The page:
Catching early signs is best way to prevent a relapse

Q: I hate to be cynical but it is like here we go again with our son-on-law. He has vowed to quit using whatever it is that gives him a lift, has spent a few sessions with an addictions counsellor and is attending NA (narcotics anonymous) meetings in our church basement.

The problem for us is that we have been here before. He promises to quit using and does pretty good for a while and then just when we and our daughter start to believe in him, he suddenly relapses and we are back to where we started.

Wouldn’t it be great if we could do something that would help our son-in-law get through it this time? Can you think of anything that we might do to give him a hand? We really do want to make this work.

A: Obviously, I cannot do much to help your son-in-law recover from his addiction but I have some thoughts about relapse that might help both you and him better understand what is going on when a person jumps off the wagon.

If you know what you are watching for, you might be able to catch him before he falls into another disappointing relapse.

Relapse is a process that takes a long time. It seldom just suddenly happens. The problem is that when relapse starts, neither you nor your son-in-law know what is going on. It kind of sneaks up on you.

The first stage of relapse is called the emotional relapse. If your son starts bottling up his emotions, isolating himself, missing some of his NA meetings and not really participating when he does attend, if he talks about other people rather than himself and if he is eating poorly and sleeping even less, you can bet that his relapse has started.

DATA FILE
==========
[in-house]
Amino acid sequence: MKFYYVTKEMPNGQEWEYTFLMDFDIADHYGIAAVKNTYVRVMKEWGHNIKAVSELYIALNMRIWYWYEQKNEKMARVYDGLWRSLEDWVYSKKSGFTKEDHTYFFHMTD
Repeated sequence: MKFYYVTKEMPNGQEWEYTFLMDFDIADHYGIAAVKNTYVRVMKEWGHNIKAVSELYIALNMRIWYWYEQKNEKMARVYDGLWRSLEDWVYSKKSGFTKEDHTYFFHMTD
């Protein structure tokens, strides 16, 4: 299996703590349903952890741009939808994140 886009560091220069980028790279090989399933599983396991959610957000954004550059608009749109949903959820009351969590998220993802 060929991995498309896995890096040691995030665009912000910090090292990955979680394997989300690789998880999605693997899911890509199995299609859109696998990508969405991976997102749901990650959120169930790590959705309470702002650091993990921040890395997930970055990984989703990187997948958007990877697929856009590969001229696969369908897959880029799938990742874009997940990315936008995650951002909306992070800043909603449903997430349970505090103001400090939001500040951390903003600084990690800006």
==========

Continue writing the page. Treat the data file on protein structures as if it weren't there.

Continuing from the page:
He may not even know himself that he is heading down a slippery slope, but he is on his way and it is only a matter of time until he falls back into his addictive habits.

But before he does that, before he makes the final fall back into his addictions, he is going to have a mental relapse. He will start craving his drugs, reminiscing past times when he was with his narcotic friends, downplaying the severe consequences that you and your daughter suffered when he was using, bargaining and lying, planning a time to use, just this once, and looking for excuses to relapse.

Then comes the big fall, the final push, the physical relapse and he is into using, just this once — again and again and again.

You can best help your son-in-law by challenging him when you see the signs and symptoms identified in the above. Don’t be afraid of hurting his feelings, or letting him think that you don’t trust him, because you don’t. Why would you trust him? He has disappointed you in the past. You have to trust yourself and you have to believe that you want what is best for him and your daughter.

Then let him know that you have seen the signs and symptoms of another possible relapse. Let’s get on this thing before it again spirals out of control.

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